> > >
    > > > >> Hi,
    > > > >> I'm new to C++ (started learning in the beginning of this summer),
    > > > >> and I have the following question (sorry if it sounds stupid):
    > > > >> In many code samples and source files, I see NULL expression being
    > > > >> used (for example, int* someInt=NULL; ). I used similar
    > > > >> initialization myself, and it works fine even if I don't define

    NULL.
    > > > >> But what is "NULL" exactly? Is it a constant defined by compiler?

    Is
    > > > >> there any difference between the following two ways to initialize a
    > > > >> pointer? // example 1
    > > > >> int * myInt = NULL;
    > > > >>
    > > > >> // example 2
    > > > >> int * myInt = 0;
    > > > >>
    > > > >> If there is no difference, why would I use NULL instead of 0?
    > > > >> Thanks in advance.
    > > > >>
    > > > >
    > > > > NULL is a #define's macro to use it you have to include one of
    > > > > the system header's that defines it, but don't use it.
    > > > >
    > > > > In C++ NULL is usually defined to be 0 or 0L, so there is no
    > > > > difference in the 2 examples you gave.
    > > > >
    > > > > In C NULL is usually defined to be ((void *)0), this is more
    > > > > "typesafe" in C.
    > > >
    > > > Actually, it's not. It just fools the user into thinking that it's

    more
    > > > typesafe.

    > >
    > > Is that true? Surely it 'really' is safer to initialise a pointer to

    type
    > > with a ((void*)0); for instance, what about x86 segmented architecture;
    > > there 0 and (void*(0)) really are quite different animals (only the

    offset
    > > part of the pointer is zero).

    >
    > You have some misunderstandings here. First, C++ disallowed the C
    > definition of NULL as (void *)0 because it runs afoul of the typing
    > system. The following is legal C but illegal C++:
    >
    > char *cp = (void *)0;
    >
    > C allows conversion to and from void pointer to any object type
    > without a cast, C++ only allows the conversion from pointer to object
    > to void pointer, not the other way.
    >


    Why would you think I have a misunderstanding here; all you've done is
    repeat what I said in an earlier reply in this thread?

    > Second, perhaps you misunderstand something else. An integer constant


    ....that would be in addition to the first thing that I actually understood,
    would it?

    > expression that evaluates to 0 is "magic" in C and C++ when used in a
    > pointer context. It makes no difference what the size of a pointer
    > is, or whether the architecture is segmented or has other unusual
    > quirks.
    >
    > The expression:
    >
    > type *type_pointer = 0;
    >
    > ...sets the pointer to a null pointer. That does not mean that a null
    > pointer has all bits 0 in its physical representation.
    >
    > The compiler must recognize the use of such an expression at compile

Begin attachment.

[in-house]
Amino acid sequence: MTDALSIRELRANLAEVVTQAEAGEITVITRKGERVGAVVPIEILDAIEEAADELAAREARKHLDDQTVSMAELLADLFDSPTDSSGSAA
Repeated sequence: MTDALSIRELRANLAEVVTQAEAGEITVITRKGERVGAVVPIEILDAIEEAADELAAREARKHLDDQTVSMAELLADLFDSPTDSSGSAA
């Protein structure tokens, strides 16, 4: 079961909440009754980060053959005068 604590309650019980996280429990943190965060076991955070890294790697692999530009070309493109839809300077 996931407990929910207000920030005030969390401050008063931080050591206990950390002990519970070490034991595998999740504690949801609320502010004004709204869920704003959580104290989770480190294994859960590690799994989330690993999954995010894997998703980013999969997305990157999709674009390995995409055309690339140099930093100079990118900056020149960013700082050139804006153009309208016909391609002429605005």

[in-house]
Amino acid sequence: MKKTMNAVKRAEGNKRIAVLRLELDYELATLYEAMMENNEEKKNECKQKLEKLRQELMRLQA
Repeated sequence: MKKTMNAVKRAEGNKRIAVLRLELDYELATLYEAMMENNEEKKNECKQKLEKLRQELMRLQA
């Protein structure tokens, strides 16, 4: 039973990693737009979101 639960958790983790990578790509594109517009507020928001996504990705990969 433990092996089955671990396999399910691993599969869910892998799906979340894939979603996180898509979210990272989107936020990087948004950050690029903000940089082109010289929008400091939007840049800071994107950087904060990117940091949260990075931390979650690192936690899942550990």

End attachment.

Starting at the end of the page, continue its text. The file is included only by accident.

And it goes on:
> time, and convert it to whatever the implementation uses internally as
    > an actual null pointer value.
    >
    > Note that this only applies to compile time constant expressions. The
    > following:
    >
    > int x = 0;
    > char *cp;
    > cp = x;
    >
    > ...is not guaranteed to make cp a null pointer.
    >
    > Compilers have been required to perform this recognition and special
    > handling for constant 0 in a pointer context for at least 30 years
    > now, long before K&R1, long before the first ANSI C standard, and long
    > before Bjarne started extending C into C++.


    I could be wrong (it was a long time a go) but going back to the days of
    Microsoft C 5 (about 15 years a go?), I think you'll find that you would
    have had problems if you initialised pointers to 0 (instead of ((void
    far*)0) or ((void near*)0) or ((void huge*)0).

    > >
    > > > > So the macro NULL is useful if you have some code that is going to
    > > > > bee seen by a C compiler and a C++ compiler, otherwise use 0 for

    C++.
    > > >
    > > > There is no reason to use NULL in C either.
    > > >

    > >
    > > ...but it makes the intention clear, namely that you're at least
    > > initialising a pointer to type with a pointer, not an integer.

    >
    > This is the most important point. The three most common expressions
    > for 0 in C++ are 0, '\0', and NULL.
    >
    > You could write:
    >
    > char *cp = '\0'; // '\0' is a perfectly valid null pointer constant!
    >
    > You could also write:
    >
    > char ca [100];
    > ca [99] = NULL;
    >
    > ...but you wouldn't last long working on any project I was running!
    >
    > --
    > Jack Klein
    > Home: http://JK-Technology.Com
    > FAQs for
    > comp.lang.c http://www.eskimo.com/~scs/C-faq/top.html
    > comp.lang.c++ http://www.parashift.com/c -faq-lite/
    > alt.comp.lang.learn.c-c++ ftp://snurse-l.org/pub/acllc-c /faq
    Tim, Aug 17, 2003
    #12